Special Notice from Health Promotion Bureau Sri Lanka before Monkey Pox enter the country

At the time  ‘Monkey Pox’, the infectious disease that was seen only in the Central and West African region until recently, began to spread by invading different countries of the world.

With the spread of this disease to about 75 countries very quickly, and with the number of confirmed cases of more than 16,000 cases with five confirmed deaths, the World Health Organization declared this as a ‘Public Health Emergency of International Concern’.

Although no cases have been reported from our country yet, we believe that it will be important to update your knowledge once again when ‘monkeypox’ has entered several countries around Sri Lanka.

The virus can enter the body of a healthy person through close contact with an infected person. It is said that blisters and wounds caused by the disease, other bodily fluids, infected respiratory droplets, and things like bed sheets recently used by the infected person may also contain the virus.

But this is not a sexually transmitted disease. Symptoms include fever, swelling of the lymph nodes, pain in the flesh, severe fatigue of the body, and blisters.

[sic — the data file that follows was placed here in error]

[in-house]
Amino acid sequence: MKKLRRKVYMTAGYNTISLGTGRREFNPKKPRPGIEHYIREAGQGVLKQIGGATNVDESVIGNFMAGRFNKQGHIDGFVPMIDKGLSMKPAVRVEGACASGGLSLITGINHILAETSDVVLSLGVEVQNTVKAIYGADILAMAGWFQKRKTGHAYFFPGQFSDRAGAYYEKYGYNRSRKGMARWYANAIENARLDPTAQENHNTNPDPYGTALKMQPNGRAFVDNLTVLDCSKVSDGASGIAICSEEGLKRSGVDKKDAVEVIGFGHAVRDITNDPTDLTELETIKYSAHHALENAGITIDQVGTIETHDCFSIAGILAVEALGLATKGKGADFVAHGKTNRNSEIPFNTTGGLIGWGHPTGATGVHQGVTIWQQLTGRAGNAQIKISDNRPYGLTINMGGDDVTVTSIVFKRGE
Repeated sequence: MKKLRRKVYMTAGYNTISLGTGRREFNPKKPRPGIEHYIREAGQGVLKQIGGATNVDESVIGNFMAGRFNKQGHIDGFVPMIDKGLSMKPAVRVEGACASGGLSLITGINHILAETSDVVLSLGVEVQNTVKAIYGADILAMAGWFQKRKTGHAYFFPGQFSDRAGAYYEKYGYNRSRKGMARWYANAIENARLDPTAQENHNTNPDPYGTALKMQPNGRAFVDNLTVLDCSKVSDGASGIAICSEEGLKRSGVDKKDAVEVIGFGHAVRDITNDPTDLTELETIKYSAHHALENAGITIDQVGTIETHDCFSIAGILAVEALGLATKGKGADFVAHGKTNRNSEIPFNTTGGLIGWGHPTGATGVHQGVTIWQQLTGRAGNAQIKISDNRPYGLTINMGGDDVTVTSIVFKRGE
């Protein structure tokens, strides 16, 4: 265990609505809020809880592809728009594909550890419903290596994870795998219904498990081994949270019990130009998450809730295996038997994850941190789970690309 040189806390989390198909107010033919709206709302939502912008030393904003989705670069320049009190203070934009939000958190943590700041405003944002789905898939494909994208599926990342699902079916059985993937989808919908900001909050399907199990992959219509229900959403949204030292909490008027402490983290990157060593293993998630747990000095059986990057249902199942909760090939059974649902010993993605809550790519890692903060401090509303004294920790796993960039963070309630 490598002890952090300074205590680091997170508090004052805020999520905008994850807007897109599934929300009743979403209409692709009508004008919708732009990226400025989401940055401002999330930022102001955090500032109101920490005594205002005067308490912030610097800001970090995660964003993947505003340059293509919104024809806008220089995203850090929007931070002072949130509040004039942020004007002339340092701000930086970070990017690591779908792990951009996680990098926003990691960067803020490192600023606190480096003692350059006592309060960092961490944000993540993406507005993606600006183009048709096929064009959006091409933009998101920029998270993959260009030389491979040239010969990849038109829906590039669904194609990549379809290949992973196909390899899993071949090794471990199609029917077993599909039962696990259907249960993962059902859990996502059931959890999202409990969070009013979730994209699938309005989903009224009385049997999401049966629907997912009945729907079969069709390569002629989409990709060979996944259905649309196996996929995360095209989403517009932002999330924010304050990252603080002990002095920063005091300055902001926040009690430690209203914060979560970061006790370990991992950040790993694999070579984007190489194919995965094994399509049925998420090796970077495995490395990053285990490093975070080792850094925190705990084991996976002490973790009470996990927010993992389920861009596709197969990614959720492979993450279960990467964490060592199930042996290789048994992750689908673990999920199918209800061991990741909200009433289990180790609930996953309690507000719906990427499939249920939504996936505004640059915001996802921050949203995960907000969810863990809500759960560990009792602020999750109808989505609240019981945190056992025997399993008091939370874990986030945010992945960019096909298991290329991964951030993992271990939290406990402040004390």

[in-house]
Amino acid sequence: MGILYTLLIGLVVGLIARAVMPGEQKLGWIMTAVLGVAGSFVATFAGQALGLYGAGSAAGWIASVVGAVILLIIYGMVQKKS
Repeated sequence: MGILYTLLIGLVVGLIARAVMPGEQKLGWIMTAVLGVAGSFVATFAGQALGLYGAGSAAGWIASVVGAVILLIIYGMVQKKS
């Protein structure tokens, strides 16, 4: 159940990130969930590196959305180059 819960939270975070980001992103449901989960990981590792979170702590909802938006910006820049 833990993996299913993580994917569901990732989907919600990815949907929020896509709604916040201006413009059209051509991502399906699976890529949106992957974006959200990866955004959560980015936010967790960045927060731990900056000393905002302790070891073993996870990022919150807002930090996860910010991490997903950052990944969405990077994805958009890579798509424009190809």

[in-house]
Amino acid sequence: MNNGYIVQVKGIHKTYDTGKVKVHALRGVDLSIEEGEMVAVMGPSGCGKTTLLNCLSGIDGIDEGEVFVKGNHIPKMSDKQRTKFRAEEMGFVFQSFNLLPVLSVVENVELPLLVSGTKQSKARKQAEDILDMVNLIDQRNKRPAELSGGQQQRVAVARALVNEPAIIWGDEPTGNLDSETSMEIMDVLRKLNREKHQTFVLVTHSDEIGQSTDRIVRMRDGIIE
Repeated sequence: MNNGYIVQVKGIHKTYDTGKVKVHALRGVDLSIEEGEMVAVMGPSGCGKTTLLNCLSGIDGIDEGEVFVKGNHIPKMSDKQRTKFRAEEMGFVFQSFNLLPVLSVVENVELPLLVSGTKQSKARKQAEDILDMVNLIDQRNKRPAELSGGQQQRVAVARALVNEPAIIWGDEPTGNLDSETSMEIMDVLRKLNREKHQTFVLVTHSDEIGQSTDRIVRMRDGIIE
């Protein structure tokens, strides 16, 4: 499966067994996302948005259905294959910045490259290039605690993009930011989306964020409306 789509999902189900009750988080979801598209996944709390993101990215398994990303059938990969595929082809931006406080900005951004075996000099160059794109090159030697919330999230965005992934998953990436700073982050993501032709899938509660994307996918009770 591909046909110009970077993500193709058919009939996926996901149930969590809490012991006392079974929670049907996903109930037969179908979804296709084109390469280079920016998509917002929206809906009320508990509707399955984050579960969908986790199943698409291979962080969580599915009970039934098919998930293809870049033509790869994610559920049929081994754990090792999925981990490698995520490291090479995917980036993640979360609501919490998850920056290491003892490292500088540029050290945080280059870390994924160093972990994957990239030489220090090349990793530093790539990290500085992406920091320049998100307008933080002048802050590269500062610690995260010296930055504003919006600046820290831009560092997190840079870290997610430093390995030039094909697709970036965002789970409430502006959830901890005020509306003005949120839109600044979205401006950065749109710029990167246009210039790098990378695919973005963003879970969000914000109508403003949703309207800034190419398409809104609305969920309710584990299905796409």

Symptoms may take 5-21 days after exposure to an infected person. Blisters usually appear 1-3 days after the onset of fever and are mainly seen on the face, hands and soles. There are also cases of painful blisters/sores in the mucous membranes of the mouth, genitals and eyes.

When these rashes, which first appear as spots, turn into blisters, lumps and blisters or pus blisters, a crust is formed on the surface of the skin and after they completely fall off, it can be concluded that the infection has been cured.

These symptoms can also be seen in common viral infections such as chicken pox / hand-foot-mouth disease, so it is very important to seek medical advice immediately and to stay away from others as soon as symptoms appear.

Although monkeypox is a self-healing disease that usually heals in 2-4 weeks, there is a risk of complications in immunocompromised people and young children.

Currently, the death rate of this epidemic has been calculated as 3-6%. It also shows that the rate of transmission of this disease is very low compared to the rate of transmission of viral diseases such as smallpox/measles. In the face of the current crisis, we have to overcome this epidemic challenge somehow.

We hope that you, the citizen, will work to provide maximum support by following the public health guidelines that we provide.

– Health Promotion Bureau-